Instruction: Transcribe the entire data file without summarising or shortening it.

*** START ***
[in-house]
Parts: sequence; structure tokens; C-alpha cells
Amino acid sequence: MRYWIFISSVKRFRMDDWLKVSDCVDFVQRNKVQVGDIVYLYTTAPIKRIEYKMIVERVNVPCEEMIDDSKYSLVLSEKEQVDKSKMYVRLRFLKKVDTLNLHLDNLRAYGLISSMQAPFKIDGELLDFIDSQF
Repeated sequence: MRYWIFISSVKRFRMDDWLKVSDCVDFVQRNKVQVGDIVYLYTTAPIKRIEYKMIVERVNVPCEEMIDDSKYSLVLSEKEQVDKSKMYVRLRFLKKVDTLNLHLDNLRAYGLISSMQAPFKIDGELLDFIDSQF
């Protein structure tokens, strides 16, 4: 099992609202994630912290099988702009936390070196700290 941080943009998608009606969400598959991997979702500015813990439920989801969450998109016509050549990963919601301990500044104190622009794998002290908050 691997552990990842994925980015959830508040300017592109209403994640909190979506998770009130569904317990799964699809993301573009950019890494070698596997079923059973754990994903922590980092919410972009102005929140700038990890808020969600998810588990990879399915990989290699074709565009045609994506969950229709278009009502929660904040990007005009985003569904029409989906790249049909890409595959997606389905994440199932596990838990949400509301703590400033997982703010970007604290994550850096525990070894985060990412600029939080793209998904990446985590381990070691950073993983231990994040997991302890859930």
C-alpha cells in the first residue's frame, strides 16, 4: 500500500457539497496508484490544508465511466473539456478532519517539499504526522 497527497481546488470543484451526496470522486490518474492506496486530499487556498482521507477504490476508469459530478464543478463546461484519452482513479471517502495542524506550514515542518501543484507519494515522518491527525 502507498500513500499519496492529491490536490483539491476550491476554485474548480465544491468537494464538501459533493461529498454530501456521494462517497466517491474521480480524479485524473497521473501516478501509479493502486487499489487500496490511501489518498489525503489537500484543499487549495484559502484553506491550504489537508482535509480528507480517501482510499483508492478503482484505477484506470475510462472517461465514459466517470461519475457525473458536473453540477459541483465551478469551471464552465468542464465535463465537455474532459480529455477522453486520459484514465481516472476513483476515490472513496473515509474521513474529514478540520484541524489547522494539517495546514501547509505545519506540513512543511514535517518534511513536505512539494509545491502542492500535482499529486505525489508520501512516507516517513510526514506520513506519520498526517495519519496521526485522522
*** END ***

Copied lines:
[in-house]
Parts: sequence; structure tokens; C-alpha cells
Amino acid sequence: MRYWIFISSVKRFRMDDWLKVSDCVDFVQRNKVQVGDIVYLYTTAPIKRIEYKMIVERVNVPCEEMIDDSKYSLVLSEKEQVDKSKMYVRLRFLKKVDTLNLHLDNLRAYGLISSMQAPFKIDGELLDFIDSQF
Repeated sequence: MRYWIFISSVKRFRMDDWLKVSDCVDFVQRNKVQVGDIVYLYTTAPIKRIEYKMIVERVNVPCEEMIDDSKYSLVLSEKEQVDKSKMYVRLRFLKKVDTLNLHLDNLRAYGLISSMQAPFKIDGELLDFIDSQF
């Protein structure tokens, strides 16, 4: 099992609202994630912290099988702009936390070196700290 941080943009998608009606969400598959991997979702500015813990439920989801969450998109016509050549990963919601301990500044104190622009794998002290908050 691997552990990842994925980015959830508040300017592109209403994640909190979506998770009130569904317990799964699809993301573009950019890494070698596997079923059973754990994903922590980092919410972009102005929140700038990890808020969600998810588990990879399915990989290699074709565009045609994506969950229709278009009502929660904040990007005009985003569904029409989906790249049909890409595959997606389905994440199932596990838990949400509301703590400033997982703010970007604290994550850096525990070894985060990412600029939080793209998904990446985590381990070691950073993983231990994040997991302890859930």
C-alpha cells in the first residue's frame, strides 16, 4: 500500500457539497496508484490544508465511466473539456478532519517539499504526522 497527497481546488470543484451526496470522486490518474492506496486530499487556498482521507477504490476508469459530478464543478463546461484519452482513479471517502495542524506550514515542518501543484507519494515522518491527525 502507498500513500499519496492529491490536490483539491476550491476554485474548480465544491468537494464538501459533493461529498454530501456521494462517497466517491474521480480524479485524473497521473501516478501509479493502486487499489487500496490511501489518498489525503489537500484543499487549495484559502484553506491550504489537508482535509480528507480517501482510499483508492478503482484505477484506470475510462472517461465514459466517470461519475457525473458536473453540477459541483465551478469551471464552465468542464465535463465537455474532459480529455477522453486520459484514465481516472476513483476515490472513496473515509474521513474529514478540520484541524489547522494539517495546514501547509505545519506540513512543511514535517518534511513536505512539494509545491502542492500535482499529486505525489508520501512516507516517513510526514506520513506519520498526517495519519496521526485522522